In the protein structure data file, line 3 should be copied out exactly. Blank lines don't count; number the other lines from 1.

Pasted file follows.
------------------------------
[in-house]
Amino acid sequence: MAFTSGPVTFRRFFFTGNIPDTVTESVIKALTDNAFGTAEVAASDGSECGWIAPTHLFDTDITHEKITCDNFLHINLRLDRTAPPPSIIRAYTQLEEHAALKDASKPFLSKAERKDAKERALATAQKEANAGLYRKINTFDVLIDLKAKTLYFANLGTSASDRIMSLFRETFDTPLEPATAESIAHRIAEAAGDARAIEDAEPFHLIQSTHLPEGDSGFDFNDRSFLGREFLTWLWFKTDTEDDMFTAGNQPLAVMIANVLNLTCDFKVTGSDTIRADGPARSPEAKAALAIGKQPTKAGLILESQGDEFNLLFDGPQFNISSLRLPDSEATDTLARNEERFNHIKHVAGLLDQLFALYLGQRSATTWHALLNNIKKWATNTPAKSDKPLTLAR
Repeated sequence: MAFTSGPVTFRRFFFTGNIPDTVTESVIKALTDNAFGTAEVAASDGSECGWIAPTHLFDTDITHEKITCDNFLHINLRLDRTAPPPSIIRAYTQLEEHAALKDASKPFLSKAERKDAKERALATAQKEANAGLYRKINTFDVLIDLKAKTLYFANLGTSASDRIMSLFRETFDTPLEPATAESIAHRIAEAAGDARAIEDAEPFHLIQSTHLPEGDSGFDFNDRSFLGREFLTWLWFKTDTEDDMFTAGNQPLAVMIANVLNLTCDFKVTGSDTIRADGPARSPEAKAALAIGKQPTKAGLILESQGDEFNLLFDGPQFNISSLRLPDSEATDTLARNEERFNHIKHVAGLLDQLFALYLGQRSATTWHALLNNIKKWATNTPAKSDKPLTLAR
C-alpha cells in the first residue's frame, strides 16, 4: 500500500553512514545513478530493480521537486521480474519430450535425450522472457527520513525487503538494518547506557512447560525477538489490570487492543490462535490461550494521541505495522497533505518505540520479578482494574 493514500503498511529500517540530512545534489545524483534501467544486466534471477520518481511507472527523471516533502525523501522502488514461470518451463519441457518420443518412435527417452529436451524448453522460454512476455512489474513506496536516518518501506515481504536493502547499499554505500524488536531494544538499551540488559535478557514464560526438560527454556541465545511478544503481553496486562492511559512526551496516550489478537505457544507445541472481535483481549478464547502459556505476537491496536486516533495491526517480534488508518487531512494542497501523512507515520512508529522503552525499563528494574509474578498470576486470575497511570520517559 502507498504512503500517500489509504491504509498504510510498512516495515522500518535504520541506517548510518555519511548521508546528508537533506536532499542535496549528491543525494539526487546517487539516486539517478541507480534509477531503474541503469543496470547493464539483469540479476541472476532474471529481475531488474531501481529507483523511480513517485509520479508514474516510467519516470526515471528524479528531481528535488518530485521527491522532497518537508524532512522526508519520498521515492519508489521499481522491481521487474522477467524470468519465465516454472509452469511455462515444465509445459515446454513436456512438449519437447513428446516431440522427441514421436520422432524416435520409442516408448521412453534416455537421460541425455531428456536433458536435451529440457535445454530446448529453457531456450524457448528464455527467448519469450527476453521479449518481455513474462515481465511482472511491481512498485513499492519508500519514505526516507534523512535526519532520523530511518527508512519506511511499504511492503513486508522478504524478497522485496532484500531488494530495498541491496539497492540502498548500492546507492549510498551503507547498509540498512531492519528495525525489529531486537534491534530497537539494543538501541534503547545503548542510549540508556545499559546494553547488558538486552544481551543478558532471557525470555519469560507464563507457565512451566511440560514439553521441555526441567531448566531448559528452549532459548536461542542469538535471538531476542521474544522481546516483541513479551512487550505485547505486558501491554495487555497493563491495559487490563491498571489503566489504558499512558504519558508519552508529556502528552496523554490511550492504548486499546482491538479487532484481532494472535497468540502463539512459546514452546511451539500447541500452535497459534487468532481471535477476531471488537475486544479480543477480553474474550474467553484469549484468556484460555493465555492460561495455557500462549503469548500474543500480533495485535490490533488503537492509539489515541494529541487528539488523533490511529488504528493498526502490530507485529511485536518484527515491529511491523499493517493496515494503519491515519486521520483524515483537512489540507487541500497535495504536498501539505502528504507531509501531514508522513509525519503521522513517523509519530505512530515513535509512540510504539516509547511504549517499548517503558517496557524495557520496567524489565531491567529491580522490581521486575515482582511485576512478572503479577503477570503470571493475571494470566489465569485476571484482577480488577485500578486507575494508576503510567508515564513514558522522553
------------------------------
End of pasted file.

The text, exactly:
Repeated sequence: MAFTSGPVTFRRFFFTGNIPDTVTESVIKALTDNAFGTAEVAASDGSECGWIAPTHLFDTDITHEKITCDNFLHINLRLDRTAPPPSIIRAYTQLEEHAALKDASKPFLSKAERKDAKERALATAQKEANAGLYRKINTFDVLIDLKAKTLYFANLGTSASDRIMSLFRETFDTPLEPATAESIAHRIAEAAGDARAIEDAEPFHLIQSTHLPEGDSGFDFNDRSFLGREFLTWLWFKTDTEDDMFTAGNQPLAVMIANVLNLTCDFKVTGSDTIRADGPARSPEAKAALAIGKQPTKAGLILESQGDEFNLLFDGPQFNISSLRLPDSEATDTLARNEERFNHIKHVAGLLDQLFALYLGQRSATTWHALLNNIKKWATNTPAKSDKPLTLAR